The Orthopaedic surgeons at Derriford Hospital perform approximately 4000 operations, with about 1000 hip and knee replacement operations each year in addition to urgent and trauma procedures.
Hip and knee replacement operations are usually performed under a spinal anaesthetic, which numbs the body from the waist downwards. This may be combined with light sedation or patients may prefer not to have sedation and can be provided with an ipad to watch a video or listen to music. Using this sort of anaesthetic allows for a swifter recovery and improved pain relief compared to having a general anaesthetic alone.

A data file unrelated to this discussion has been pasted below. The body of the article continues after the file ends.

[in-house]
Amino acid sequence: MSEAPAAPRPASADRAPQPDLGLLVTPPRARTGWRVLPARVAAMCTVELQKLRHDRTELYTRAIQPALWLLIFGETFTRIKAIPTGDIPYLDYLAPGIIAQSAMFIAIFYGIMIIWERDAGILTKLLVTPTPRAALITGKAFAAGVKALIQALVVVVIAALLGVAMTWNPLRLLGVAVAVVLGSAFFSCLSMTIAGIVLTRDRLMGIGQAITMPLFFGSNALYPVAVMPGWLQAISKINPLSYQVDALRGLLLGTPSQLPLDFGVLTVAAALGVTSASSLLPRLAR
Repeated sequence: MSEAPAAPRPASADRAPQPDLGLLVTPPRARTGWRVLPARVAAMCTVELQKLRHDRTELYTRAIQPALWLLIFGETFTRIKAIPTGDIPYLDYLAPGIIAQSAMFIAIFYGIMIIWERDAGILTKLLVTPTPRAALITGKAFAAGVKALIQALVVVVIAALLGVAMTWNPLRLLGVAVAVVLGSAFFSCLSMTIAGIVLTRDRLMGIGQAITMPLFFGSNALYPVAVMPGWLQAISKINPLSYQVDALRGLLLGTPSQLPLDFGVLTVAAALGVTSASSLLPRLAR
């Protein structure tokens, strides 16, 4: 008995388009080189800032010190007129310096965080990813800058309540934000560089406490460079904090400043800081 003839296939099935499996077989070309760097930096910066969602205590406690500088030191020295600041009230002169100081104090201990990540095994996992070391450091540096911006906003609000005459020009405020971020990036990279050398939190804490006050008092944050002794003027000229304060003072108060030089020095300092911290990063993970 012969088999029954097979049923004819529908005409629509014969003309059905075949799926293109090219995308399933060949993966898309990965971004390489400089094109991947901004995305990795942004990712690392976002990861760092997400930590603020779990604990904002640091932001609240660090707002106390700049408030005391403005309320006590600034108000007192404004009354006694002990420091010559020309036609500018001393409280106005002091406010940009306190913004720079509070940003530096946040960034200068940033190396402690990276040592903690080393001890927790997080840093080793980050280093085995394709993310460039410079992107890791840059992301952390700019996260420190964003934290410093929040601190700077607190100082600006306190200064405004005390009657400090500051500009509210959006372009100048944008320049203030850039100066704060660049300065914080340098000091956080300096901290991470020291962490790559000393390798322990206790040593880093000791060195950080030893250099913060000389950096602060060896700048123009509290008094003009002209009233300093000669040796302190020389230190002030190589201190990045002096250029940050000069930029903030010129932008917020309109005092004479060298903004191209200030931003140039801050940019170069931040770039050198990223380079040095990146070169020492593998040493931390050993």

Anaesthesia for these operations is part of a package called Enhanced Recovery, which starts before the operation takes place and allows the person to get back to functioning as well as possible and as quickly and safely possible.
Many other orthopaedic procedures, such as those on the shoulder, knee or ankle may be done under a general anaesthetic combined with some form of regional technique, also known as a “nerve block”. This is where local anaesthetic is injected around the relevant nerves, usually aided by an ultrasound machine so that the nerves can be visualised in real time.
Nerve blocks give very good pain relief and have the advantage of avoiding the side effect of strong painkillers such as nausea, sickness or drowsiness. For operations where there is likely to be ongoing pain, a nerve catheter (very thin plastic tube) may be inserted which allows local anaesthetic to be administered continuously for up to 72 hours.